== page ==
Mato Tipila/Bear’s Lodge Butte [Devil's Tower], Wyoming. From W[est] side showing millions of tons of fallen rock. Tower 800 feet high from its base, by Grabill, John C. H., 1890.
According to the Native American tribes of the Kiowa and Lakota, a group of girls went out to play and were spotted by several giant bears, who began to chase them. In an effort to escape the bears, the girls climbed atop a rock, fell to their knees, and prayed to the Great Spirit to save them. Hearing their prayers, the Great Spirit made the rock rise from the ground towards the heavens so that the bears could not reach the girls. The bears, in an effort to climb the rock, left deep claw marks in the sides, which had become too steep to climb. Those are the marks which appear today on the sides of Devils Tower. When the girls reached the sky, they were turned into the stars of the Pleiades.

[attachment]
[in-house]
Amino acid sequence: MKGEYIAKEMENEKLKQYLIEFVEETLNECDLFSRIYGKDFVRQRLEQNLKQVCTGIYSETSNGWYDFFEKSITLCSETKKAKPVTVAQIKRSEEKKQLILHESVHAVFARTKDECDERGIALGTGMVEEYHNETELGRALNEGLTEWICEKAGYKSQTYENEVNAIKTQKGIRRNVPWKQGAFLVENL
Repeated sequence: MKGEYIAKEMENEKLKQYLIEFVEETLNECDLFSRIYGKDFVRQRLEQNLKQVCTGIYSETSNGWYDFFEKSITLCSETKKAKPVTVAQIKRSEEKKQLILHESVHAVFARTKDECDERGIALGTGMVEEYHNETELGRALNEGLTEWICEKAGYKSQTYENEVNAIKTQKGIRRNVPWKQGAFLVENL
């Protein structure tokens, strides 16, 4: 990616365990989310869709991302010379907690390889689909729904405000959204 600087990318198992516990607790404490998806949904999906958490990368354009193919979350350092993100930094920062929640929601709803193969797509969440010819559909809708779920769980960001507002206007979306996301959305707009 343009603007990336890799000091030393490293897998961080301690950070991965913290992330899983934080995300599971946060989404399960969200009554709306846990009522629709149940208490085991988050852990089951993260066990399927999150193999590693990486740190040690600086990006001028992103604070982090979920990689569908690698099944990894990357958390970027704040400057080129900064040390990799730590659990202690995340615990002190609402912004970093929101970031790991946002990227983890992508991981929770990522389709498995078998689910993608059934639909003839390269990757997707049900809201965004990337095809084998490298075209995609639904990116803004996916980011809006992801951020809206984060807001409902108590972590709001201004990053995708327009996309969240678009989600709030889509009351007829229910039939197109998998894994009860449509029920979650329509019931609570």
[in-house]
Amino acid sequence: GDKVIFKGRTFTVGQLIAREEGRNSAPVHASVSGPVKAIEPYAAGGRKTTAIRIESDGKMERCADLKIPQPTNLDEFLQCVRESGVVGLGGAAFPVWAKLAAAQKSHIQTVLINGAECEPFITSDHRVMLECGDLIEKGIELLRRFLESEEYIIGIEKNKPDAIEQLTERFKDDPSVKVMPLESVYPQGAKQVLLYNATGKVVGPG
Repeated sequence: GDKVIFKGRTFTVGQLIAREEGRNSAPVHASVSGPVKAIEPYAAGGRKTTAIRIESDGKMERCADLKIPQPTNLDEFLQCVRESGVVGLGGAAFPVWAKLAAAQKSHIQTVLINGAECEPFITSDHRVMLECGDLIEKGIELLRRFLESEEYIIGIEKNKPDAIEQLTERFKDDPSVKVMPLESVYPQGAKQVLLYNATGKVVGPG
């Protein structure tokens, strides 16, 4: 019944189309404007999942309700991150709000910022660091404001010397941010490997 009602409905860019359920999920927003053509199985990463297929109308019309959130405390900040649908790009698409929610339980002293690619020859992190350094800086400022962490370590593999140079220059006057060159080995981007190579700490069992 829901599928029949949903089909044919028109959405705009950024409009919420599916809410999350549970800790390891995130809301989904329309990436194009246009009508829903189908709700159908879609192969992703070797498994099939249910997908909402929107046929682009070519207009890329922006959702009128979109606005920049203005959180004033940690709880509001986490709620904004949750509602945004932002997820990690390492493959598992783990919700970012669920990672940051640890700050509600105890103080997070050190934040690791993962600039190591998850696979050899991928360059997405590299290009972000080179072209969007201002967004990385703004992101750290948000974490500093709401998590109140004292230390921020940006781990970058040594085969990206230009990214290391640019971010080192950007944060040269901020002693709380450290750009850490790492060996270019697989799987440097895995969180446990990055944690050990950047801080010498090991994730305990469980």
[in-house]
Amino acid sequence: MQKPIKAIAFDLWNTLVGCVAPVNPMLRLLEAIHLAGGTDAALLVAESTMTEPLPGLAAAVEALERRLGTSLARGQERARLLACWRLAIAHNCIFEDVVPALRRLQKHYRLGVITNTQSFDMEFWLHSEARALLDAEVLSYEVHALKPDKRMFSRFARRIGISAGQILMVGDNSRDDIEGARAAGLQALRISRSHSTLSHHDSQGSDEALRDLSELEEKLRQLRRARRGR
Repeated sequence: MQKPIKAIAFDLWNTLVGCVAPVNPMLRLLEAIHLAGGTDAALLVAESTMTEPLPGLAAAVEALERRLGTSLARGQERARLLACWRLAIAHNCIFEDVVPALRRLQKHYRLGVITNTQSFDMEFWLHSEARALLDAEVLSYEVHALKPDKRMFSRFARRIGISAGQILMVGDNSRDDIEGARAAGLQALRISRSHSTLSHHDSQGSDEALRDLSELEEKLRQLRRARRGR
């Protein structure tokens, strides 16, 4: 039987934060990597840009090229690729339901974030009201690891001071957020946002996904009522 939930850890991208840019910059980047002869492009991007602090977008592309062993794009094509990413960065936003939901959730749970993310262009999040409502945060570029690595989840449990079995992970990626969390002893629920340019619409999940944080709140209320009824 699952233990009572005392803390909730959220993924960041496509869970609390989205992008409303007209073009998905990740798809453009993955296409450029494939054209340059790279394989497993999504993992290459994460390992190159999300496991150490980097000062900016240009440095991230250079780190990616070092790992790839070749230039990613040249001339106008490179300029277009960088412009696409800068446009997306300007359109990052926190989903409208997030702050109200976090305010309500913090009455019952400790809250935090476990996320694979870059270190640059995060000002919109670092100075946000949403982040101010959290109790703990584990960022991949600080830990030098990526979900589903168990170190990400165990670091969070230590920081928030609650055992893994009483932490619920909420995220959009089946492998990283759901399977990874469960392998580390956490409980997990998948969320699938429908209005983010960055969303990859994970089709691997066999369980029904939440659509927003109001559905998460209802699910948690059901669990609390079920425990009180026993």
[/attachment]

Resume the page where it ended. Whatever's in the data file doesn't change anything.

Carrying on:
Close viewing of resp. image 3577b and 3577a leads to more questions than answers: exactly the same vantage point, it's likely to be the same day (looking at the rock configuration in the foreground), but in the first image the left side seems to be 'cut of' at the base, in an attempt to make it look smaller and higher? The tree that appears on the left in the second image seems to confirm this. So is it really 'bluriness' as the first image is qualified by LOC? When enlarged it almost seems like a ghost-like layered transparancy. How come? Another lens? Retouche? Or spirits? Only God knows why.